FEC to leave alone Web political speech
March 28, 2006
The Federal Election Commission voted 6-0 yesterday morning in favor of campaign-finance rules that will leave political speech on the Internet mostly unregulated.
"It didn't take long to reach a decision," said FEC spokesman Ian Stirton. "All six members voted in favor."
The rules approved by the FEC will give Web sites, blogs and e-mails the same exemption that is provided to newspapers that cover political campaigns.
That means bloggers can promote or criticize federal candidates and issues without fear of financial penalty.
Click on the "Read More..." link below for more excerpts and a link to the complete story.
....The House has been considering a bill that would write into law protections for political speech on the Internet. Former FEC Chairman Brad Smith yesterday urged passage of the bill, which has been stalled.
"It's important Congress make their intent clear," he said. "Otherwise, the FEC can change its rules later and reform groups could sue from time to time."
....Both conservative and liberal bloggers oppose online regulations, as do the Democrat and Republican senatorial campaign committees and the leaders of both parties in Congress.
The FEC took a quick vote yesterday after more than a year of debate and two recently postponed meetings.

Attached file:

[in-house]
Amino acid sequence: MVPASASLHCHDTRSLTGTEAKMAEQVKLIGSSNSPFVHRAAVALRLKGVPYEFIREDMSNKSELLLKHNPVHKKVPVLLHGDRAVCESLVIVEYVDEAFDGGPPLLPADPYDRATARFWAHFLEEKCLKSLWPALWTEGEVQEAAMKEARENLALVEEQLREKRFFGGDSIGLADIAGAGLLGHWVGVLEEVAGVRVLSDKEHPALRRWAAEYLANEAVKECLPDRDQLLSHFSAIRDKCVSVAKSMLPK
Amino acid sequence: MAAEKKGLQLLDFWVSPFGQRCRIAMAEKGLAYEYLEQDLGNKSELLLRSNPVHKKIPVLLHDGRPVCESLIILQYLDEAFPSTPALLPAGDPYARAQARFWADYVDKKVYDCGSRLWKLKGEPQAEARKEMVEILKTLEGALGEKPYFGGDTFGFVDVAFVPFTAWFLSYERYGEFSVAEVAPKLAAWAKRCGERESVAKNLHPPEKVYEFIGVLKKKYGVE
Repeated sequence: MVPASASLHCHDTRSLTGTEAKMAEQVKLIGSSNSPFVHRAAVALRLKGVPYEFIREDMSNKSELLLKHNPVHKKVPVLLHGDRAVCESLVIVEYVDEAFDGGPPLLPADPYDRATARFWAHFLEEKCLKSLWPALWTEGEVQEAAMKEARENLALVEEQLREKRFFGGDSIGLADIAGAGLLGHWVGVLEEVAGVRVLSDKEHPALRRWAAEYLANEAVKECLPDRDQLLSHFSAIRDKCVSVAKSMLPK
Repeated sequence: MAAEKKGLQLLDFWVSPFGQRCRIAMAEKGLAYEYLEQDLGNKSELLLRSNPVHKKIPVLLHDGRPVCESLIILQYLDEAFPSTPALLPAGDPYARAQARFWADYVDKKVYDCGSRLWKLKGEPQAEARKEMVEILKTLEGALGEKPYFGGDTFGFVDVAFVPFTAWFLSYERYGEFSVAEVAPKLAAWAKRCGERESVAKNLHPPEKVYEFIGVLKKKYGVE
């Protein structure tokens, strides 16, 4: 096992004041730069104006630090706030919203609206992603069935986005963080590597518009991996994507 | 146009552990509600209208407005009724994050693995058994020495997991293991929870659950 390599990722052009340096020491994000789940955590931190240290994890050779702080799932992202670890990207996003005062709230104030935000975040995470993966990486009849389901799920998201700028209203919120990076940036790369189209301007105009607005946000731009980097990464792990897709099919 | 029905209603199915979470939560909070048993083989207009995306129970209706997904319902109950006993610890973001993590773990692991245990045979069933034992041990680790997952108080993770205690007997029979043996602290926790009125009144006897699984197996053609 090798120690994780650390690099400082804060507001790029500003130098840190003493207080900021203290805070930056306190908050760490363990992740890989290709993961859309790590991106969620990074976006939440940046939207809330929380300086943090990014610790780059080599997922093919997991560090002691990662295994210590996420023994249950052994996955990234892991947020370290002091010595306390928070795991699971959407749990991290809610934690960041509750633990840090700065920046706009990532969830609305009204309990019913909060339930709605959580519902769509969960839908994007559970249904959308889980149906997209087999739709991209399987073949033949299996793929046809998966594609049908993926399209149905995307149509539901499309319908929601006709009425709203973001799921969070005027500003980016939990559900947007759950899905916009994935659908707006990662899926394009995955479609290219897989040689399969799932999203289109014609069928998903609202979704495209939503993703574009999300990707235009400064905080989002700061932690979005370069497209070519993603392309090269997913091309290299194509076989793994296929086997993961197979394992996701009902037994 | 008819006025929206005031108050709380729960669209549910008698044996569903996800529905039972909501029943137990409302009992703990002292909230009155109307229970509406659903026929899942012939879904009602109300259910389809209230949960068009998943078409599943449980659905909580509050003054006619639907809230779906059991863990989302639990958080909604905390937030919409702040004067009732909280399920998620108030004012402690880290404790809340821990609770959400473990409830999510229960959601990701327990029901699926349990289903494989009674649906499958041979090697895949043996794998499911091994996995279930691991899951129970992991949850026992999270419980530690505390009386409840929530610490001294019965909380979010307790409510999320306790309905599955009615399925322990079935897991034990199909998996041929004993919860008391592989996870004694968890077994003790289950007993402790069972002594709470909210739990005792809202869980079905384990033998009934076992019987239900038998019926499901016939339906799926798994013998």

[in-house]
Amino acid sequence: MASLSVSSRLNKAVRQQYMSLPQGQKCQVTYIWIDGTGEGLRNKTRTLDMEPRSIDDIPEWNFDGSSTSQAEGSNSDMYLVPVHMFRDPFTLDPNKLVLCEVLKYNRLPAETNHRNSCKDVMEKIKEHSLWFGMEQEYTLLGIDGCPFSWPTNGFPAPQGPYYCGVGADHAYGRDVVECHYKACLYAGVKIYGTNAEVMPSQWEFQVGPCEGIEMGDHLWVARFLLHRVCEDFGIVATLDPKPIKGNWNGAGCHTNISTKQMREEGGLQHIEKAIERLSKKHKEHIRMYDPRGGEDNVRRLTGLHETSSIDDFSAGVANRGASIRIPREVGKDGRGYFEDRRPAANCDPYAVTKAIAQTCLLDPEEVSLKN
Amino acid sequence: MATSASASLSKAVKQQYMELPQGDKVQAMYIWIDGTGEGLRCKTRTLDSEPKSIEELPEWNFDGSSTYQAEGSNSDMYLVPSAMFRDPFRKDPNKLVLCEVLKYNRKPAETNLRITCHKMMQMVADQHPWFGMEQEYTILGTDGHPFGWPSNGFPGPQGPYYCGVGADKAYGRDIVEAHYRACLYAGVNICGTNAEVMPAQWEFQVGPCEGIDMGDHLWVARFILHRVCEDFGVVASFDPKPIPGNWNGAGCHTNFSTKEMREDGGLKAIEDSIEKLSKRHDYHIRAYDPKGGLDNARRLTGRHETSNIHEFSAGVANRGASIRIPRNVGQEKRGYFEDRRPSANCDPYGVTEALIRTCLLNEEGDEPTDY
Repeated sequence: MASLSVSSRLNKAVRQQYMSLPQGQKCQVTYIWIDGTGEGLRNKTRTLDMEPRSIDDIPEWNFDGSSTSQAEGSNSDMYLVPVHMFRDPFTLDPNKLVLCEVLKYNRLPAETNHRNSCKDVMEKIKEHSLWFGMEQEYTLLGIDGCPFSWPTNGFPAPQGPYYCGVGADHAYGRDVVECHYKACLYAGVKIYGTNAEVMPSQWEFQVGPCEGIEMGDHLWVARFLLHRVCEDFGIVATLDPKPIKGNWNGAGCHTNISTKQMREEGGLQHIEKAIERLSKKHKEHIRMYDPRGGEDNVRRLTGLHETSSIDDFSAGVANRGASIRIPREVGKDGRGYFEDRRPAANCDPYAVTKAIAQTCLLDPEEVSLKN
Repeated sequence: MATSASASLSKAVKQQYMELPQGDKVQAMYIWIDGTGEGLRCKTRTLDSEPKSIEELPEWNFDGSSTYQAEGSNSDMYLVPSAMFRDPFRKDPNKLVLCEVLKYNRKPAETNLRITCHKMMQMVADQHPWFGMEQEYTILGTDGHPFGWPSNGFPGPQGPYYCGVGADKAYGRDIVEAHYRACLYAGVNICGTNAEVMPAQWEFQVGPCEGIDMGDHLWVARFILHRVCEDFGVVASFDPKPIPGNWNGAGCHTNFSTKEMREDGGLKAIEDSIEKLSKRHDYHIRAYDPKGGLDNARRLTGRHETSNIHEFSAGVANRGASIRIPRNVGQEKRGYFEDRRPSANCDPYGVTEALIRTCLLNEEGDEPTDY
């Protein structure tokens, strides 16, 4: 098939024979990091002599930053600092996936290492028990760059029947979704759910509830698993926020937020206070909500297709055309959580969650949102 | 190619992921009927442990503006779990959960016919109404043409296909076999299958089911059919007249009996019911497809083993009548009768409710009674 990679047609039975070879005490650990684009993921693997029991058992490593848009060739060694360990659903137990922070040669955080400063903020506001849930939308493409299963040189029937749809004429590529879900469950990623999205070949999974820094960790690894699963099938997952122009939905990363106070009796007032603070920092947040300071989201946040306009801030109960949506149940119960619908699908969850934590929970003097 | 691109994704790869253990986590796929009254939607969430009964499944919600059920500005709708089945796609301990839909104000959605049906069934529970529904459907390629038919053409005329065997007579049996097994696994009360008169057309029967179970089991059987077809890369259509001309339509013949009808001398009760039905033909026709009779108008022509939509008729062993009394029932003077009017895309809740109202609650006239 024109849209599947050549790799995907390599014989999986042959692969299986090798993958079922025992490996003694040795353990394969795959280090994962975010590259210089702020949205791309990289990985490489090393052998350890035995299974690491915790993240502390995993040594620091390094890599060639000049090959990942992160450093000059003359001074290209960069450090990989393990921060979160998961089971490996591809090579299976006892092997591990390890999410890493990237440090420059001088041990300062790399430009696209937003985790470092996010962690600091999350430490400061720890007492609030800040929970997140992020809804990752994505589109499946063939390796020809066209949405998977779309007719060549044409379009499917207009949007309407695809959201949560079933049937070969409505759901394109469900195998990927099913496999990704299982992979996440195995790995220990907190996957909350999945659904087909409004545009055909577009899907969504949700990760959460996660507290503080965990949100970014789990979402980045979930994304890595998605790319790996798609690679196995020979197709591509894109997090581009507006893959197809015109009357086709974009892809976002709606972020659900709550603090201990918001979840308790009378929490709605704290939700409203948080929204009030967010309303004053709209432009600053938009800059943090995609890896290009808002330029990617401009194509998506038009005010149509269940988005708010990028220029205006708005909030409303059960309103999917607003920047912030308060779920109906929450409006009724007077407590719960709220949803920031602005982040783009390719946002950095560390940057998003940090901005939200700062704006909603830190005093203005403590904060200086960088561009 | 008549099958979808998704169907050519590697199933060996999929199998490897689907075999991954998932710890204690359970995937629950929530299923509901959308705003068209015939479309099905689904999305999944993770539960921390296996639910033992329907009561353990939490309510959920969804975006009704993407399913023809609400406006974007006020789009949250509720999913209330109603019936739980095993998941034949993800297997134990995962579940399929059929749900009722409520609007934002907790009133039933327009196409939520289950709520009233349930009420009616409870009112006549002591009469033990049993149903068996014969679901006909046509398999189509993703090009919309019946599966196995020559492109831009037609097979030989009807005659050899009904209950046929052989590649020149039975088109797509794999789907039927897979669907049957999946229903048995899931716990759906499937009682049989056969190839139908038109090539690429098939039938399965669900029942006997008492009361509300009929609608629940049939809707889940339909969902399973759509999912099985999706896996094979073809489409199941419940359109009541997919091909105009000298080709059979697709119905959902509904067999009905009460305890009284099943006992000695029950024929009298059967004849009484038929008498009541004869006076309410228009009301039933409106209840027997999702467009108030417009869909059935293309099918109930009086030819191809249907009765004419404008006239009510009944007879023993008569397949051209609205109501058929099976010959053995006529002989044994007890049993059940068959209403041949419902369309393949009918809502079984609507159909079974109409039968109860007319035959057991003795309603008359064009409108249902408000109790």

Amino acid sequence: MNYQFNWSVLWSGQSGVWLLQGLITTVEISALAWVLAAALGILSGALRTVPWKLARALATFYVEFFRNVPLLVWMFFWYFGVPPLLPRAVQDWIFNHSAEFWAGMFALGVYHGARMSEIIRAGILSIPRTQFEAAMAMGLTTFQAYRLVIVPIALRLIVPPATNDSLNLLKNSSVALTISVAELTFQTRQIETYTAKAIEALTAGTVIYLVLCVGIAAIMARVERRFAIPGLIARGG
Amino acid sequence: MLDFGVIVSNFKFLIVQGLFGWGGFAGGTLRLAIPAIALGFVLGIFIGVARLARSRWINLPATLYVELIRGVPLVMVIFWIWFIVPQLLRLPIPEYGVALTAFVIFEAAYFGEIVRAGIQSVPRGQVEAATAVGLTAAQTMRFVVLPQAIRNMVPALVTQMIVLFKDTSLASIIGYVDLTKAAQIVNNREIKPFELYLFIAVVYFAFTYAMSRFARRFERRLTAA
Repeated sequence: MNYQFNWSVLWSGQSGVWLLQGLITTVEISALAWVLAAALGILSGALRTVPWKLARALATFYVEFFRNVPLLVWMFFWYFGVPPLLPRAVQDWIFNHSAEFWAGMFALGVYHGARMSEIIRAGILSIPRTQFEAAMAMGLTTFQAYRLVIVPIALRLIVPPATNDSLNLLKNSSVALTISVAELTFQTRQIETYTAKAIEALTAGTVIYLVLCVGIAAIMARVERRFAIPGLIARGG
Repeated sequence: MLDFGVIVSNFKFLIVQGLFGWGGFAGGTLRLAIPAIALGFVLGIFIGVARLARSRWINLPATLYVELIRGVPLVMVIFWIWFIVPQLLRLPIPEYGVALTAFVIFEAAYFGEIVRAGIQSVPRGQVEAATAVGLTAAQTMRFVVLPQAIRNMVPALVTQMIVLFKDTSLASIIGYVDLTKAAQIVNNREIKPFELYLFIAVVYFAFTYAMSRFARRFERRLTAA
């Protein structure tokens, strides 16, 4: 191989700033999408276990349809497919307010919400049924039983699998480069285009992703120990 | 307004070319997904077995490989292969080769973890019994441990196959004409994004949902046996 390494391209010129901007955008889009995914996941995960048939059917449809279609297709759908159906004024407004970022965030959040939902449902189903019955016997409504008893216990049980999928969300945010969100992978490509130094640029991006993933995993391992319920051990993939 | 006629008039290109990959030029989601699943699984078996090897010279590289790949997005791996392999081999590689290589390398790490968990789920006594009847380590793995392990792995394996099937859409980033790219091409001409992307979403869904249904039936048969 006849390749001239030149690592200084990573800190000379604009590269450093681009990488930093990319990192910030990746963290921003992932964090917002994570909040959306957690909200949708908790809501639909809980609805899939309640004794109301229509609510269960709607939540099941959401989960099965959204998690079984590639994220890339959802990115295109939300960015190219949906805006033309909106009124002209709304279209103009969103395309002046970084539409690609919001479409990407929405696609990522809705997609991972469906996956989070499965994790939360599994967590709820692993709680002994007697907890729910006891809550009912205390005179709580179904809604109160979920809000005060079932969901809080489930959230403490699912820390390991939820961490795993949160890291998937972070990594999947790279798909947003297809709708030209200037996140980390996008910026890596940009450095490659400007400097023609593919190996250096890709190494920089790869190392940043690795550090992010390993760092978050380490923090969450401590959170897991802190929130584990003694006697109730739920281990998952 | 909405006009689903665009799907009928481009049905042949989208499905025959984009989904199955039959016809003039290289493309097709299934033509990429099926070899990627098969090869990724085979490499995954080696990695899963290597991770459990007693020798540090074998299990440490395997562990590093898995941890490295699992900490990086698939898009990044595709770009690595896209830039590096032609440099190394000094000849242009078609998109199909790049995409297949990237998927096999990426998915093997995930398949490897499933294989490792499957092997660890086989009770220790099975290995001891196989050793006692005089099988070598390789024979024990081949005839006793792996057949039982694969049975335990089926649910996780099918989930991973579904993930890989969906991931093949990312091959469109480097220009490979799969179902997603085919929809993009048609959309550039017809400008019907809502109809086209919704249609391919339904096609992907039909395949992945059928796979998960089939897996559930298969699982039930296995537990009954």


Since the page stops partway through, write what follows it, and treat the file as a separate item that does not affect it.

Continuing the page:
In 2002, Congress passed campaign-finance reform rules, but provided an exemption for Internet communications. Regulation advocates opposed the online exemption.
In 2004, the U.S. Circuit Court of Appeals for the District of Columbia ruled that the 2002 Internet exemption violated the campaign-finance law's intent, forcing the FEC to issue a ruling.
"The law was never intended to regulate private citizen communication on the Internet," FEC Vice Chairman Robert D. Lenhard told the Associated Press. "I believe that we have achieved that goal today."
Commentary by Larry S. Moore:
I am very glad that I still have the right to free speech on the Internet. I use my right to free speech to defend my right to keep and bear arms.
I strongly believe that there are reasons why our Founding Fathers placed free speech and bear arms as the first two articles in the Bill of Rights. I believe that in no other two issues is the type of government the United States going to have more clearly defined.
Are we going to limit the free speech, beyond the reasonable test of not yelling fire when there is no fire, or will we permit private citizens to engage in the debate? Will we limit the law-abiding from owning firearms or will the government trust the citizens with arms and self-defense?
The answers to freedom or tyranny are found in these issues. I applaud the FEC's decision.
For the complete Washington Times story, click here.